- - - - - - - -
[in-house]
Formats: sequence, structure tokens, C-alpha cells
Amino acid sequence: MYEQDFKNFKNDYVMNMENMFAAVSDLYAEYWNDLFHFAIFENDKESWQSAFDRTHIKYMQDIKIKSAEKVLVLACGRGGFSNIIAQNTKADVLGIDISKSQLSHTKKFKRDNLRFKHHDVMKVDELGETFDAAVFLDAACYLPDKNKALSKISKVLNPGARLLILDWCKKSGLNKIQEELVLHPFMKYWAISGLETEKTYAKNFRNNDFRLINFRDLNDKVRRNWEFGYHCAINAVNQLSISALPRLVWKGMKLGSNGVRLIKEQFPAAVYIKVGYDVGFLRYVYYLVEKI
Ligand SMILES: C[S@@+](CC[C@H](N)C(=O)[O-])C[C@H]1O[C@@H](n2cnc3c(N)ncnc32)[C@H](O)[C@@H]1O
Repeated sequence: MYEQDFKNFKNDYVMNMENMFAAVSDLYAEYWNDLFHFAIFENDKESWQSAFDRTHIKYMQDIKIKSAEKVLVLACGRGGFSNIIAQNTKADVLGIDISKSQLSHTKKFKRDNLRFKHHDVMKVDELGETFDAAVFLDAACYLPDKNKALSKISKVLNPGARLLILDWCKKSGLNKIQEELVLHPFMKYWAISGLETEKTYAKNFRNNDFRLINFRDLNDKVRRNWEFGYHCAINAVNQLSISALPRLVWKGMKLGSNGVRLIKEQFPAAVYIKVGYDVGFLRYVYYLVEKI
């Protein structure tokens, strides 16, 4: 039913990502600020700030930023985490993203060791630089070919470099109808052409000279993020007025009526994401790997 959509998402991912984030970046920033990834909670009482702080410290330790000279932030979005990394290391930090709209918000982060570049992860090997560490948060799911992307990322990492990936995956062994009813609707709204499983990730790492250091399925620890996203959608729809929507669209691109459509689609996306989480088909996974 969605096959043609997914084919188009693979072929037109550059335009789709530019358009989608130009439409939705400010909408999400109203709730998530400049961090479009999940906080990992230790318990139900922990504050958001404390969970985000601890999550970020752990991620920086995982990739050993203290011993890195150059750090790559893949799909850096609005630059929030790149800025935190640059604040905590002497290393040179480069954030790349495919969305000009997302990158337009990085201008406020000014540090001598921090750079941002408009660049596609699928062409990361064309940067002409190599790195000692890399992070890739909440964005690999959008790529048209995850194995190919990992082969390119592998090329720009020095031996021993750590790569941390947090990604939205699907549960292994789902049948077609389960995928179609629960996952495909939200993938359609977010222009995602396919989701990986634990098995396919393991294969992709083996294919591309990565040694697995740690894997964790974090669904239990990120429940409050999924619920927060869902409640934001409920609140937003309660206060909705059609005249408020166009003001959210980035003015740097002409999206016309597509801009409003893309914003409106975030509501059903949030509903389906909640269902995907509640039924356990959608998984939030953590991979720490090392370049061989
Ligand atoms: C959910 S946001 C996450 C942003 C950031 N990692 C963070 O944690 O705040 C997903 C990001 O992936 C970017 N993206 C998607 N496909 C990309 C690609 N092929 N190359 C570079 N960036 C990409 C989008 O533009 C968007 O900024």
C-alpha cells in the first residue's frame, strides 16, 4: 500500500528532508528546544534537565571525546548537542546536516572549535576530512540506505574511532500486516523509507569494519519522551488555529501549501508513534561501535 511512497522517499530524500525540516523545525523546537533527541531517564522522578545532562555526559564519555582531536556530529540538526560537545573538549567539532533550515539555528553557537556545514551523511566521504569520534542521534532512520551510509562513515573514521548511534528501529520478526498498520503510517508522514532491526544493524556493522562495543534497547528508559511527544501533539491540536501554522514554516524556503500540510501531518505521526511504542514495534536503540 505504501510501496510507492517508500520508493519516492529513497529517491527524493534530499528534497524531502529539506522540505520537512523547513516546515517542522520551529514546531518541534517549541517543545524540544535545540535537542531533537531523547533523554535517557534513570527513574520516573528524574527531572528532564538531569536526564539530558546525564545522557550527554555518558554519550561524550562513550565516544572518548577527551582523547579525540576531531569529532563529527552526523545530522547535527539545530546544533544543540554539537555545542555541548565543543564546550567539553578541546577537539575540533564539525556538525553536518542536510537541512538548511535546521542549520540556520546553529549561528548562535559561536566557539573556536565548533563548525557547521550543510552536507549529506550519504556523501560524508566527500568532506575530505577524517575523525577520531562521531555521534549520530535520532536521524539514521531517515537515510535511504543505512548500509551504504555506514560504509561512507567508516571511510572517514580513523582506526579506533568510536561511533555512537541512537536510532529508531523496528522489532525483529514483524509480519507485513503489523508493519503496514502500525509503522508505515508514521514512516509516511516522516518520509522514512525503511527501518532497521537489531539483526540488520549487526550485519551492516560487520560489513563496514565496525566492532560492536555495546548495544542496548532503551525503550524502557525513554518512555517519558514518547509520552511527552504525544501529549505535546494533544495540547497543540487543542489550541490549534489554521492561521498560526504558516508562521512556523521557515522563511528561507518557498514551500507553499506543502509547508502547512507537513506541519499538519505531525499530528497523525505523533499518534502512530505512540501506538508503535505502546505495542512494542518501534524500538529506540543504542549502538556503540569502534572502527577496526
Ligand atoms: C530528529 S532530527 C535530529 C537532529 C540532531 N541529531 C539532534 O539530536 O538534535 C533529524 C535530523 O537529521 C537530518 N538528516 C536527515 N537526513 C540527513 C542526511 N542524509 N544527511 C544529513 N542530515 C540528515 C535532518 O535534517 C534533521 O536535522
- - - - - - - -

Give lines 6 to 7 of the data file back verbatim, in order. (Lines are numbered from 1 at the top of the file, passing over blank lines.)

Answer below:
């Protein structure tokens, strides 16, 4: 039913990502600020700030930023985490993203060791630089070919470099109808052409000279993020007025009526994401790997 959509998402991912984030970046920033990834909670009482702080410290330790000279932030979005990394290391930090709209918000982060570049992860090997560490948060799911992307990322990492990936995956062994009813609707709204499983990730790492250091399925620890996203959608729809929507669209691109459509689609996306989480088909996974 969605096959043609997914084919188009693979072929037109550059335009789709530019358009989608130009439409939705400010909408999400109203709730998530400049961090479009999940906080990992230790318990139900922990504050958001404390969970985000601890999550970020752990991620920086995982990739050993203290011993890195150059750090790559893949799909850096609005630059929030790149800025935190640059604040905590002497290393040179480069954030790349495919969305000009997302990158337009990085201008406020000014540090001598921090750079941002408009660049596609699928062409990361064309940067002409190599790195000692890399992070890739909440964005690999959008790529048209995850194995190919990992082969390119592998090329720009020095031996021993750590790569941390947090990604939205699907549960292994789902049948077609389960995928179609629960996952495909939200993938359609977010222009995602396919989701990986634990098995396919393991294969992709083996294919591309990565040694697995740690894997964790974090669904239990990120429940409050999924619920927060869902409640934001409920609140937003309660206060909705059609005249408020166009003001959210980035003015740097002409999206016309597509801009409003893309914003409106975030509501059903949030509903389906909640269902995907509640039924356990959608998984939030953590991979720490090392370049061989
Ligand atoms: C959910 S946001 C996450 C942003 C950031 N990692 C963070 O944690 O705040 C997903 C990001 O992936 C970017 N993206 C998607 N496909 C990309 C690609 N092929 N190359 C570079 N960036 C990409 C989008 O533009 C968007 O900024």